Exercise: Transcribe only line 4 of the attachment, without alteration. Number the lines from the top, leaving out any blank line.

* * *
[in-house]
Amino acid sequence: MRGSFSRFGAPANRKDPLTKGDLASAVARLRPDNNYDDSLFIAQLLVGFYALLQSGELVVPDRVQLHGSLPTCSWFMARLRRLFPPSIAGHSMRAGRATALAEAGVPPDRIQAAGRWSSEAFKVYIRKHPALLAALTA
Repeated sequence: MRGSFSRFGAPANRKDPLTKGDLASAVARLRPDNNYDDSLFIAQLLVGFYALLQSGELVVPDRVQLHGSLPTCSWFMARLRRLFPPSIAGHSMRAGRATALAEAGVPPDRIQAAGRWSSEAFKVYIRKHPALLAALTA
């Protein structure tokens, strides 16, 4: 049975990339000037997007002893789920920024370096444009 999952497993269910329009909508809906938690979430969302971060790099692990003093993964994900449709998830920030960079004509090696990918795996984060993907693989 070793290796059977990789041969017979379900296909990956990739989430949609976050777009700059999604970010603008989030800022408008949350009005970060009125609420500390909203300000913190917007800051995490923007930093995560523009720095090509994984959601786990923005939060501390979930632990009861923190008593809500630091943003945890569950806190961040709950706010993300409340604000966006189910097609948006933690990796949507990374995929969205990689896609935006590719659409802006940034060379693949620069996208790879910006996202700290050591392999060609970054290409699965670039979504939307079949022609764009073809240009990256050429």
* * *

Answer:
């Protein structure tokens, strides 16, 4: 049975990339000037997007002893789920920024370096444009 999952497993269910329009909508809906938690979430969302971060790099692990003093993964994900449709998830920030960079004509090696990918795996984060993907693989 070793290796059977990789041969017979379900296909990956990739989430949609976050777009700059999604970010603008989030800022408008949350009005970060009125609420500390909203300000913190917007800051995490923007930093995560523009720095090509994984959601786990923005939060501390979930632990009861923190008593809500630091943003945890569950806190961040709950706010993300409340604000966006189910097609948006933690990796949507990374995929969205990689896609935006590719659409802006940034060379693949620069996208790879910006996202700290050591392999060609970054290409699965670039979504939307079949022609764009073809240009990256050429």